Citroen Xantia HDi brake pad wear - Steve Morris
My Citroen Xantia HDi 110 bhp estate was bought in November 1999. At the first service I was told that the front brake pads would need replacing in 4000 miles - I had done 8300. I had the pads replaced at the service to save taking the car back later. At 14000 miles this week, the brake pad replacement light has come on, so it would appear I need another set of pads! At the first service, the dealer saw nothing strange in having to replace the pads so soon - despite a 12500 mile service interval on the car (my previous Xantia 2L petrol estate went for 3 years 3 months on the original brake pads). Has any other owner had a similar problem?
Re: Citroen Xantia HDi brake pad wear - Ian Cook
I don't know, Steve, but I'm going to check.

I've done 10K since I bought the car (secondhand and newly main dealer serviced) and no sign of a light yet, but that doesn't mean that there might not be a problem. A previous ZX had busted cables from the wear sensors in the pads (they just perished and gave up the ghost) so the light never would have come on.

Will post again if there's a problem.

Re: Citroen Xantia HDi brake pad wear - Andy Bairsto
when you have taken the car for a run out put your hand on the discs or wheel
hub if it is overduly hot then you have sticking pads ,this can be brought on by the brake sensor valve situated on the left front inner wing I thing .What happens it fails to release properly and allows the brakes to stay on there is one system for the rear and one for the front .I have had this twice on xms at first I thought I was imagining it but it gradually got worse.Tricky thing these french cars but I love them.
Re: Citroen Xantia HDi brake pad wear - honest john
The callipers could be sticking on the pins they slide on. The pins need cleaning, otherwise you will go through pads and discs fairly rapidly.

Re: Citroen Xantia HDi brake pad wear - David Woollard
Two issues here Steve.

First Xantias are known to eat front brake pads, sometimes shortly followed by their discs.

The "problem" is that the weight and grip bias on modern FWD cars is such that the front brakes do most of the work. This factor is increased on the Xantia because they have a crafty way of providing rear brake effort based on the loading (and therefore hydraulic pressure) of the rear suspension. This gives more accurate control than some of the load-proportion or anti-lock valves on conventional systems.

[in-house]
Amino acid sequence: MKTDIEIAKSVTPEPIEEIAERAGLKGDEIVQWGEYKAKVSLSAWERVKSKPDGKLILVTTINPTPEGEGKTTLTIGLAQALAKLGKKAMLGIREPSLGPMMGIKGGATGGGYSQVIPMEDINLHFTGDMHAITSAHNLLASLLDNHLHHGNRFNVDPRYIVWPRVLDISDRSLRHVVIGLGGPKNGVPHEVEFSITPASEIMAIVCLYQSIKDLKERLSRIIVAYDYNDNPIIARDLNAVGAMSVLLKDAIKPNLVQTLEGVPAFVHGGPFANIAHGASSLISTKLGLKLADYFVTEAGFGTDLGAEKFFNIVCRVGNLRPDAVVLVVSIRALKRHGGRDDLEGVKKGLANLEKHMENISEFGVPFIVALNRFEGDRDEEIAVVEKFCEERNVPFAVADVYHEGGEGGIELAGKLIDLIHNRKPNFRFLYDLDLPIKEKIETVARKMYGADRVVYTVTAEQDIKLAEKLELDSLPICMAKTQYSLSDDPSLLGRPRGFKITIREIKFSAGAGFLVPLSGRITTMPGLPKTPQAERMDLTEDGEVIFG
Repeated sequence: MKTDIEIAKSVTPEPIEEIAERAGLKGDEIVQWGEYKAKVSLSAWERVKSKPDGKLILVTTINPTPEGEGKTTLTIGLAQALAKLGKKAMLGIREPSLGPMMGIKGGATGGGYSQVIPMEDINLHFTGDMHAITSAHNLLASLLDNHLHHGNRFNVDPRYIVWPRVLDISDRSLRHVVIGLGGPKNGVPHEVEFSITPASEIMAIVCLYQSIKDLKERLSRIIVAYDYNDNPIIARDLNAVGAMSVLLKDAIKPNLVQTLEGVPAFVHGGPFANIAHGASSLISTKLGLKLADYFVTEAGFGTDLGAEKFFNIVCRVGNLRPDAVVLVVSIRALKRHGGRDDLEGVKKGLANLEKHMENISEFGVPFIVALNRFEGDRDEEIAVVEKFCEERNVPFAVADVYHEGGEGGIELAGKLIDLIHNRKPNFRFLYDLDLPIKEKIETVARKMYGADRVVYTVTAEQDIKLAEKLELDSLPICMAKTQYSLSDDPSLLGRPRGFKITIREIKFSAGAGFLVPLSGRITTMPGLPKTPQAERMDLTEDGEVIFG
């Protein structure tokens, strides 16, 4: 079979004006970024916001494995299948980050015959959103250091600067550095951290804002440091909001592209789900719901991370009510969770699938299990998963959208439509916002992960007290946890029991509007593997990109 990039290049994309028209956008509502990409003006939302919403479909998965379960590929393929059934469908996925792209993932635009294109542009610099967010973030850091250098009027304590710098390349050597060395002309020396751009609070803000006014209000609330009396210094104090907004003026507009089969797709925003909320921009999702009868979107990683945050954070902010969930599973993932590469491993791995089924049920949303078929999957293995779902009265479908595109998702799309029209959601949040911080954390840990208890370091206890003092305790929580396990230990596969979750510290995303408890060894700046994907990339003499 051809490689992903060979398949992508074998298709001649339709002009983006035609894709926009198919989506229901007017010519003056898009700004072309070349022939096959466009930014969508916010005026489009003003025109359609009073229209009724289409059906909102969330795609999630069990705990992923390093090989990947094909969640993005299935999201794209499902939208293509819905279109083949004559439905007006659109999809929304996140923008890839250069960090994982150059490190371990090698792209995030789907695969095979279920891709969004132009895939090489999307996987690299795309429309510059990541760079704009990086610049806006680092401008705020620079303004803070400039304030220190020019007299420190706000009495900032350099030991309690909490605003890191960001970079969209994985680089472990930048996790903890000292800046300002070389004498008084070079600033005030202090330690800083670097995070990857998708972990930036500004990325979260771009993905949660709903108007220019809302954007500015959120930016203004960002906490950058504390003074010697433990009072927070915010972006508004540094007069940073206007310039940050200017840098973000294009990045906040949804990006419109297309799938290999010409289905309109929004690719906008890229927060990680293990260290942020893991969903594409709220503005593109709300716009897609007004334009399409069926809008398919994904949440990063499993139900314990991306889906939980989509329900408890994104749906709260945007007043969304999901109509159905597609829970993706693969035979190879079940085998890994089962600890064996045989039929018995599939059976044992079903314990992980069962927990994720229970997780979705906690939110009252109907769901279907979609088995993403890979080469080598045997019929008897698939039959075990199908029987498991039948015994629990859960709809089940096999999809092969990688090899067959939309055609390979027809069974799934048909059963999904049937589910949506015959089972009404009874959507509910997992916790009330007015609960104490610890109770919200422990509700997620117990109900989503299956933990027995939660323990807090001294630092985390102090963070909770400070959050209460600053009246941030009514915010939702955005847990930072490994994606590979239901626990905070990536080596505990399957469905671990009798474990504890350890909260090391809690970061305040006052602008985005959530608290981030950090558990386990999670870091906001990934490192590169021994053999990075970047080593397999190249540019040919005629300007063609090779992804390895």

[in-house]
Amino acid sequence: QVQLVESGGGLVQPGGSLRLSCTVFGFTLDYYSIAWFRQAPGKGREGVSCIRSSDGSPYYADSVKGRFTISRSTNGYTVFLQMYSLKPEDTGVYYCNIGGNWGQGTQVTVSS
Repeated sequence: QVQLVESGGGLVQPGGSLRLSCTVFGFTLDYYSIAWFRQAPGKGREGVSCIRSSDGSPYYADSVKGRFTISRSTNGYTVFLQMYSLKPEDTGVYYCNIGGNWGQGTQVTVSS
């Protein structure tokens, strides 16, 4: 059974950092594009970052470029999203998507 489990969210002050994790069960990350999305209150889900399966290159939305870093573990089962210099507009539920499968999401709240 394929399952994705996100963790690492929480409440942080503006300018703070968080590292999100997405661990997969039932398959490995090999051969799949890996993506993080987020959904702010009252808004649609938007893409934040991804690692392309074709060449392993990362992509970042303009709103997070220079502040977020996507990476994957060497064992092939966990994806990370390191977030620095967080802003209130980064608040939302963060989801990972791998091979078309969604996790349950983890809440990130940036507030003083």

What it does mean is that in a "driver only" car the front pads are doing all the stopping. Add to this the fact that the Xantia system is fully powered, not just servo assisted, and you have a capable system that will go through front pads quickly.

The second issue is these daft extended service intervals. We have talked many times here (HJ Forum) about the need to bring the oil changes back to 6000 miles if you want a long life from the engine. But there is also the point about all the other items such as brake pads that are checked at a service.

If you take in a car for service at 6000 intervals and see the pads are well worn it is possible to make a reasonable assumption on the chance of the linings lasting to the next interval. With a 12000 mile schedule, if you are to avoid the customer being troubled by an interim visit, it is really crystal ball stuff to look that far in the future. So, as you have just found, the best advice is to say change the pads early. In doing so you may have wasted 50% of their wear life and this is directly a result of over extended service intervals.


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